After visiting Iditarod Headquarters, I moved over to the Dorothy G. Page Museum at 323 Main Street. Page was the mother of the Iditarod, so this was an appropriate seque. Admission is $3 and the museum encompasses the basement and first floor. The staircase leading to the basement is painted to look like a mine railroad shaft. The museum features artifacts from the Iditarod, the Alaska Railroad, and Independence Mine, including a scale model of the mine. It has full-size mock-ups of an assay office where miners brought their gold ore and a complete reproduction of the office of Dr. Lee McKinley, who pioneered bush dentistry. Also in the curation are a scale model of early Wasilla and artifacts from Eskimo tribes.
The City of Wasilla provides a complete biography of Dorothy Page. Briefly, Page revived the sport of mushing. A forebear to former Alaska Governor Sarah Palin, Page – a Republican – served on the Wasilla City Council and was Mayor – two offices, Gov. Palin also held (See: Wasilla Mayor and Wasilla City Council). A founder of the Iditarod Race, Page later helped form the Iditarod Trail Committee and the Musher’s Hall of Fame. “From 1973 to 1989, she wrote, edited, and published the Iditarod’s annual race program, and edited the race’s news magazine, the Iditarod Runner,” the City of Wasilla said in their biography. Page was also a member of Alaska Press Women – Gov. Palin began her career as a sportscaster in an era when it was considered strictly a man’s job. Page was also a volunteer, serving on the Wasilla Library Board and as curator of the Wasilla and Knik Museums. The Wasilla Museum was renamed “Dorothy G. Page,” in her honor following her death.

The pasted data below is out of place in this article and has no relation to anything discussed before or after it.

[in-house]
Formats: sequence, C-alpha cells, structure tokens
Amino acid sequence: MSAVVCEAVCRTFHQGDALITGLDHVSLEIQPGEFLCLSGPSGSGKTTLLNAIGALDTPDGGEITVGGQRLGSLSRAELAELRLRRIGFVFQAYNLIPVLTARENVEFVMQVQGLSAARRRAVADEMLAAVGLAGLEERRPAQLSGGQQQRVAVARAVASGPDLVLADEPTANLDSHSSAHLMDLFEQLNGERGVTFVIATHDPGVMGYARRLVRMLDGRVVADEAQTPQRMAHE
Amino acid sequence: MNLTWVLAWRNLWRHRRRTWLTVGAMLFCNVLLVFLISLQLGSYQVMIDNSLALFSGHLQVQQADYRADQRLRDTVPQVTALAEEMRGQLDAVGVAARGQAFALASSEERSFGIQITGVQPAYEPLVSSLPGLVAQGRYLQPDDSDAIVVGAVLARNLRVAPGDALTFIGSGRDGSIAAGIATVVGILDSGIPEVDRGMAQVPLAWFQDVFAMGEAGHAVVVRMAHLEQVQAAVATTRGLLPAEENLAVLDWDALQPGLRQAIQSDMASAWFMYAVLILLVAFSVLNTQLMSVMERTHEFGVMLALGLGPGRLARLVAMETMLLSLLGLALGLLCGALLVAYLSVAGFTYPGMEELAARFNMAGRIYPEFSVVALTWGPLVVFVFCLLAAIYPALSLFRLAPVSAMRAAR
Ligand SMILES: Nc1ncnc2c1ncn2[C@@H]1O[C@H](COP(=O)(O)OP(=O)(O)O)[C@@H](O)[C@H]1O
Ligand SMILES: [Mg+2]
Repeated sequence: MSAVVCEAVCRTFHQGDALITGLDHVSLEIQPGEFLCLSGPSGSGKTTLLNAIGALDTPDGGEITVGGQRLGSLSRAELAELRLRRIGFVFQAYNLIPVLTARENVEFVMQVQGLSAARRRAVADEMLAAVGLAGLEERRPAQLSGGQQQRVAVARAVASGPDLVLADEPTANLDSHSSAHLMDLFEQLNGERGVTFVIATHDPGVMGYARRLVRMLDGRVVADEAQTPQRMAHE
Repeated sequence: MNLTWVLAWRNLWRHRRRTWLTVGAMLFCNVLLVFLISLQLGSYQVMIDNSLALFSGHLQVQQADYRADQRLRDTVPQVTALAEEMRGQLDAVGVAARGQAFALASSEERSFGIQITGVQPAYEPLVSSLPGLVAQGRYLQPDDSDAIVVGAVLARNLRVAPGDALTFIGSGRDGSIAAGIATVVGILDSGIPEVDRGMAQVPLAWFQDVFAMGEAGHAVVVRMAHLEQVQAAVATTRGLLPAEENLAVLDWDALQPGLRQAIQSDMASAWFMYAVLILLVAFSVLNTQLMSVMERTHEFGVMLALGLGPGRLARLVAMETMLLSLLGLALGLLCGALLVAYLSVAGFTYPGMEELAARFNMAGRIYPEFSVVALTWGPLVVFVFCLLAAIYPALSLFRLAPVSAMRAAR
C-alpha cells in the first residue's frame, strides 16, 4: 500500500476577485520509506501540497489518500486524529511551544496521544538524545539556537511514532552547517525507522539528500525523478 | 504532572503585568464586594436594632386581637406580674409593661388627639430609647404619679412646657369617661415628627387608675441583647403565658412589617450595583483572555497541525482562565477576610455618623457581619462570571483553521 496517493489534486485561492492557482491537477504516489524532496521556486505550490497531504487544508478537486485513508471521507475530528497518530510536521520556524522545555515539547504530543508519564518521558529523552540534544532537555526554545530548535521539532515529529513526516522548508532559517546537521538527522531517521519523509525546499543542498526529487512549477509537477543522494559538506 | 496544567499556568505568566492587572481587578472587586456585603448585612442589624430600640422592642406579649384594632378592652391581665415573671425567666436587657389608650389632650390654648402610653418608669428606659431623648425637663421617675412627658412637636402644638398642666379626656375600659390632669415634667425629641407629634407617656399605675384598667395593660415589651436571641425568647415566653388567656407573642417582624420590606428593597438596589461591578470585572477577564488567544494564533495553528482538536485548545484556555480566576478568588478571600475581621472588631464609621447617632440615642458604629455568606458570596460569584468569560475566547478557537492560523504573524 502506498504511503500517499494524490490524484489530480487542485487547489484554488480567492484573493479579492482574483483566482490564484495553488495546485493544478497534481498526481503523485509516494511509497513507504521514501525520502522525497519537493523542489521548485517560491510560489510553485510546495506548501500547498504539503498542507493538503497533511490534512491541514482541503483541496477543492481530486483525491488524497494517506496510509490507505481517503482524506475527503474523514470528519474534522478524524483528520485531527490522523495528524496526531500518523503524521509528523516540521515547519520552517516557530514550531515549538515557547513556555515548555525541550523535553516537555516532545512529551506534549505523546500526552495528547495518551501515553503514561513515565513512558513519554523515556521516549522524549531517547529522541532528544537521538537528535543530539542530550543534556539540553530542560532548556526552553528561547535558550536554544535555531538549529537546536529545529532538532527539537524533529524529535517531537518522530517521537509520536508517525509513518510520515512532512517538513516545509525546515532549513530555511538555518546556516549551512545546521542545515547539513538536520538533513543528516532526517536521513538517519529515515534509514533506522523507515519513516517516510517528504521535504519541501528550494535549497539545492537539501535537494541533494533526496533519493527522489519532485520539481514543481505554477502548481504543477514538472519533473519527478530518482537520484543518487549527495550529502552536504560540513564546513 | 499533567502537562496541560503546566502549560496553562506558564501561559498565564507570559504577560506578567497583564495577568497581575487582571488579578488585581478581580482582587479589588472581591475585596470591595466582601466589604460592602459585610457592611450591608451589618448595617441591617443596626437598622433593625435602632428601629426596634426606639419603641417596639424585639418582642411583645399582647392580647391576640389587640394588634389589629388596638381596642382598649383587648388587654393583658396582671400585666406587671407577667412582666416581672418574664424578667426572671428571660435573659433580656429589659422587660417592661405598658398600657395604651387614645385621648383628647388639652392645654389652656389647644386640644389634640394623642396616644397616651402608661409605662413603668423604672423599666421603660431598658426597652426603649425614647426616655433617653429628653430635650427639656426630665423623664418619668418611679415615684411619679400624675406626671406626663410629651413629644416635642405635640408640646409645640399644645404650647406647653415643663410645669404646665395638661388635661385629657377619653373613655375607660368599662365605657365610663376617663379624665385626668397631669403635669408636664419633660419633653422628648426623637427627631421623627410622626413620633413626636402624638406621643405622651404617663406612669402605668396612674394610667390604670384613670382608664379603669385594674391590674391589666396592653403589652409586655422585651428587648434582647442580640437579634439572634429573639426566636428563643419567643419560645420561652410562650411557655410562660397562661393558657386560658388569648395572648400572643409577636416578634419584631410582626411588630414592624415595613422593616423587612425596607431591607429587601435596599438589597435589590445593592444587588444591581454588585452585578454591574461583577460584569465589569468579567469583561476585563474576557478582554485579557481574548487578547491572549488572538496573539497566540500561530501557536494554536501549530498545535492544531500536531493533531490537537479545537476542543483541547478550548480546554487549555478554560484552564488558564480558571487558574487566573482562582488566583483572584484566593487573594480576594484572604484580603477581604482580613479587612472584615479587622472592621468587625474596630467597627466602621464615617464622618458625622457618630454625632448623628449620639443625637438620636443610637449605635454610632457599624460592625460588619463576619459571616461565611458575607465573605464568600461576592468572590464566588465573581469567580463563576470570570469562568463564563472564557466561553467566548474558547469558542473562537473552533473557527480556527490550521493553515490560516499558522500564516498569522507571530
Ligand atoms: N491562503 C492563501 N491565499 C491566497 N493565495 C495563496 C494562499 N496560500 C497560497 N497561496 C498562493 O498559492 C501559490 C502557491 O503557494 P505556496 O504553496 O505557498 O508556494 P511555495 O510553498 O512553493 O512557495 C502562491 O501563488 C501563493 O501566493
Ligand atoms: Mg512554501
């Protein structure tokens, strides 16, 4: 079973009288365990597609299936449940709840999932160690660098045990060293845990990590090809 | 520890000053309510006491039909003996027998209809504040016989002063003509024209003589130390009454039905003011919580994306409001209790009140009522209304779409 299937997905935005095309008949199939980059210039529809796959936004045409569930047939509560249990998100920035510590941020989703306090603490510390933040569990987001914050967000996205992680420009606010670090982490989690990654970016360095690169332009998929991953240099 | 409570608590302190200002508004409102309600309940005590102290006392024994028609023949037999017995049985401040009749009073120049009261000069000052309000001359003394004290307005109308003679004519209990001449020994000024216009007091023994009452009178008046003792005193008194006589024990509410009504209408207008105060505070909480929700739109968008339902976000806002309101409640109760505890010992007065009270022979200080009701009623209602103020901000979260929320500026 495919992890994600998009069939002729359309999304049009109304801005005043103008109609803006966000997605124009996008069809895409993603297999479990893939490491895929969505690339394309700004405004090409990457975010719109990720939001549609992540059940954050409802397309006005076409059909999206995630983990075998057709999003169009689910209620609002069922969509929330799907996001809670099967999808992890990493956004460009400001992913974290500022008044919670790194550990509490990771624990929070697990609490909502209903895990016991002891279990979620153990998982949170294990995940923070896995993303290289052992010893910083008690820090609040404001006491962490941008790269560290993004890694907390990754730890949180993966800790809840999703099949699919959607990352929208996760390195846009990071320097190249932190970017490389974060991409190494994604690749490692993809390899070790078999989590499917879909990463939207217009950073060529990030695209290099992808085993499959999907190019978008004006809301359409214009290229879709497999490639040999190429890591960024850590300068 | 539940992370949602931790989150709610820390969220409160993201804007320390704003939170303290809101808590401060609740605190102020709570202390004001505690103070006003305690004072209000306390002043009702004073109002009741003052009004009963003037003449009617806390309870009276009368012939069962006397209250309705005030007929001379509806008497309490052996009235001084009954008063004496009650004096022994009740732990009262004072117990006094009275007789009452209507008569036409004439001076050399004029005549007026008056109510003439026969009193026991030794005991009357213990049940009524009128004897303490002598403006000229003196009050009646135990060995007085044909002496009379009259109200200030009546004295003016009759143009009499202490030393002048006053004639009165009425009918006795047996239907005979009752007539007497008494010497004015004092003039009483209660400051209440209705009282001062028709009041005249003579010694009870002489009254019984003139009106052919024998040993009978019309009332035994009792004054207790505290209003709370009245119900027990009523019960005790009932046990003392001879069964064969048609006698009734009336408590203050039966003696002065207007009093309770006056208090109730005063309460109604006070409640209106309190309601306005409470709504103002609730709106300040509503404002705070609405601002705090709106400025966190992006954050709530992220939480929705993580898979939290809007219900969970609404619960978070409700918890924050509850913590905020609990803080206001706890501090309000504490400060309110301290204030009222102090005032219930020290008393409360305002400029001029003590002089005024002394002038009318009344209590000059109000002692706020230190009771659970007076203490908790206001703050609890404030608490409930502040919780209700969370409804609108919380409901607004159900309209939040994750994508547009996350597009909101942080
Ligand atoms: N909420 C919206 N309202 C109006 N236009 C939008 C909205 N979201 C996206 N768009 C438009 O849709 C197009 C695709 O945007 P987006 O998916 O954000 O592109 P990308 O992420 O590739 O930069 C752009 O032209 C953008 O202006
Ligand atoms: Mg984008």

The Dorothy G. Page Museum is open Tuesdays through Fridays, 9 AM to 5 PM, and admission is free on Fridays. It is well worth the nominal $3 admission Tuesday through Thursday.
From here, I wanted to go canoeing or kayaking. I considered Lake Eklutna, but it was a little far and it was already early afternoon. The same outfit – Lifetime Adventures – services Finger Lake. Four lakes – Finger Lake, Mud Lake, Cottonwood Lake and Wasilla Lake – run on a northeast-southwest track between Palmer and Wasilla, so I decided to head out to Finger Lake.